The Greater Toronto Hockey League (GTHL) has scrapped its plan to implement a one-time gate fee next season, which would have forced parents to pay up to $520 in extra registration fees before the start of the year.
Instead, the gate fee will continue to be paid at the arena during games and will be raised from $5 to $6 for the 2009-10 season. All GTHL players and most spectators will have to pay the fee as they enter an arena for a game.
The decision came after an extensive closed-door meeting Tuesday night.
GTHL executive director Scott Oakman said that from his point of view, the majority of parents actually supported the one-time fee.
But there were concerns that it might cause a few people — like single-parent families and those with multiple kids in hockey — some major headaches.
"We didn't want to place undue hardship on them," he said. "The clubs sought feedback from the parents, and [the clubs] were most concerned with [parents] who were negatively impacted by [the increase]."
Gate fee frozen for five years
In 2004, the league promised parents it would freeze the gate fee at $5 for the next five years. The GTHL kept the promise, but it burned through its gate stabilization fund and expects to wind up $400,000 in the red this season.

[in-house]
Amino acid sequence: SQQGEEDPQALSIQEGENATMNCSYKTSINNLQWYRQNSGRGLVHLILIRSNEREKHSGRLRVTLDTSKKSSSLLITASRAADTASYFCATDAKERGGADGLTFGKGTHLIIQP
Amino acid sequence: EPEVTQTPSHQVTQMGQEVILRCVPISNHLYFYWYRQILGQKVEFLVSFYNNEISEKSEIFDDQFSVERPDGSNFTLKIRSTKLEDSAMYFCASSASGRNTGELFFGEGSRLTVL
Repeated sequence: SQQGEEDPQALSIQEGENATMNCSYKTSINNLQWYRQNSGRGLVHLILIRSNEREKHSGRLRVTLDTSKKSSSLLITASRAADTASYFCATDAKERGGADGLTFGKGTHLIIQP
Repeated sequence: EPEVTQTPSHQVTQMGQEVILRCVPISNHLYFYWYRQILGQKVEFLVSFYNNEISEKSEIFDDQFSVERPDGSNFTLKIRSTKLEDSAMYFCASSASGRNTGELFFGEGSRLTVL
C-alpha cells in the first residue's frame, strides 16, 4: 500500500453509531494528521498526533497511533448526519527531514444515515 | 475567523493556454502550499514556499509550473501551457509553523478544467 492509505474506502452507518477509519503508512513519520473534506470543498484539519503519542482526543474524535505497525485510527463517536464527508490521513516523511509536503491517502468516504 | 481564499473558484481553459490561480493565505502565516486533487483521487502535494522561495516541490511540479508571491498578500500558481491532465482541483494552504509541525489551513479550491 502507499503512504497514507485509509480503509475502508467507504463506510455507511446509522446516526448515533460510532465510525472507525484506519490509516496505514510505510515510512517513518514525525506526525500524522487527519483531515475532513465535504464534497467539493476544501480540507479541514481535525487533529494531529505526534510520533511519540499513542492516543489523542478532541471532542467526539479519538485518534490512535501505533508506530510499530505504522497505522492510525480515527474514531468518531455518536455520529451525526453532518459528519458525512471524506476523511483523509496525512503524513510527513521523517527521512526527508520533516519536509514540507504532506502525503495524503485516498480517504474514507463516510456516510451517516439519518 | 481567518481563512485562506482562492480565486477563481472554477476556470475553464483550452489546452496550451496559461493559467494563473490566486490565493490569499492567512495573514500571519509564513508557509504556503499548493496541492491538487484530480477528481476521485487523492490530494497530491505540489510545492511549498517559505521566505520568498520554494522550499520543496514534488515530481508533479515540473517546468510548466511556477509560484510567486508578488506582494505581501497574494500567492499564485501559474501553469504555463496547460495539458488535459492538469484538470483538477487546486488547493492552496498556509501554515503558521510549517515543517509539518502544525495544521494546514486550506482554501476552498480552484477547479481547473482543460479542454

The proposed one-time registration fee was expected to add another $300,000 to the GTHL's operating budget for 2009-10. Oakman hopes that the new plan will yield the same return just over a longer period.
"That's yet to be seen, [but] we're hoping that it does," he said. "On paper, we're certainly able to do that, based on our attendance from this current season."
But Oakman says the fee won't sustain the GTHL past the 2009-10 season.
"I don't think the $6 will carry us beyond the next year, depending on what attendance is like," he said. "It's only a one-year solution, and we're going to have to generate some new thoughts and ideas [moving forward]."
To that end, the GTHL has created a task force dedicated to figuring out ways to balance the league's books.
"There's been some terrific ideas brought up already," Oakman said. "If you can save parents any money at all, it needs to be considered a success."